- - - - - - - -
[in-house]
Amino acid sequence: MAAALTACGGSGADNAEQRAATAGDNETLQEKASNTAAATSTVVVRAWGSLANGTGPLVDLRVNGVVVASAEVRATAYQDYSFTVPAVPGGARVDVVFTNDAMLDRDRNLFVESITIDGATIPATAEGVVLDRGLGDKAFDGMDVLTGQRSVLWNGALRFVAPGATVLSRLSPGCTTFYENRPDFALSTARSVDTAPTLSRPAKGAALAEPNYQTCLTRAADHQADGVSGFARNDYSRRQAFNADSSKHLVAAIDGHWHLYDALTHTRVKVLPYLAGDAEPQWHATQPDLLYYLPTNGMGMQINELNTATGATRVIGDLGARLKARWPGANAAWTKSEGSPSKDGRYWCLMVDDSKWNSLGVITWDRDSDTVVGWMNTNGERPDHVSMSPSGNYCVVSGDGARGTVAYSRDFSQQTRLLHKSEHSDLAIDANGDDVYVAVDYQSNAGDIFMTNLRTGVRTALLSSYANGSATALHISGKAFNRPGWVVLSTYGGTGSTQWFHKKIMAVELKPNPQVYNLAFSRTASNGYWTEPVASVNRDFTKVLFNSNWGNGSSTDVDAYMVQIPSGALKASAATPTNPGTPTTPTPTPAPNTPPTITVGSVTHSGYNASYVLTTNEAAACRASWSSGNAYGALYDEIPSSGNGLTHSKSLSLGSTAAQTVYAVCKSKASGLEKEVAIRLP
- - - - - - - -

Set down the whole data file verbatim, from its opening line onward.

[in-house]
Amino acid sequence: MAAALTACGGSGADNAEQRAATAGDNETLQEKASNTAAATSTVVVRAWGSLANGTGPLVDLRVNGVVVASAEVRATAYQDYSFTVPAVPGGARVDVVFTNDAMLDRDRNLFVESITIDGATIPATAEGVVLDRGLGDKAFDGMDVLTGQRSVLWNGALRFVAPGATVLSRLSPGCTTFYENRPDFALSTARSVDTAPTLSRPAKGAALAEPNYQTCLTRAADHQADGVSGFARNDYSRRQAFNADSSKHLVAAIDGHWHLYDALTHTRVKVLPYLAGDAEPQWHATQPDLLYYLPTNGMGMQINELNTATGATRVIGDLGARLKARWPGANAAWTKSEGSPSKDGRYWCLMVDDSKWNSLGVITWDRDSDTVVGWMNTNGERPDHVSMSPSGNYCVVSGDGARGTVAYSRDFSQQTRLLHKSEHSDLAIDANGDDVYVAVDYQSNAGDIFMTNLRTGVRTALLSSYANGSATALHISGKAFNRPGWVVLSTYGGTGSTQWFHKKIMAVELKPNPQVYNLAFSRTASNGYWTEPVASVNRDFTKVLFNSNWGNGSSTDVDAYMVQIPSGALKASAATPTNPGTPTTPTPTPAPNTPPTITVGSVTHSGYNASYVLTTNEAAACRASWSSGNAYGALYDEIPSSGNGLTHSKSLSLGSTAAQTVYAVCKSKASGLEKEVAIRLP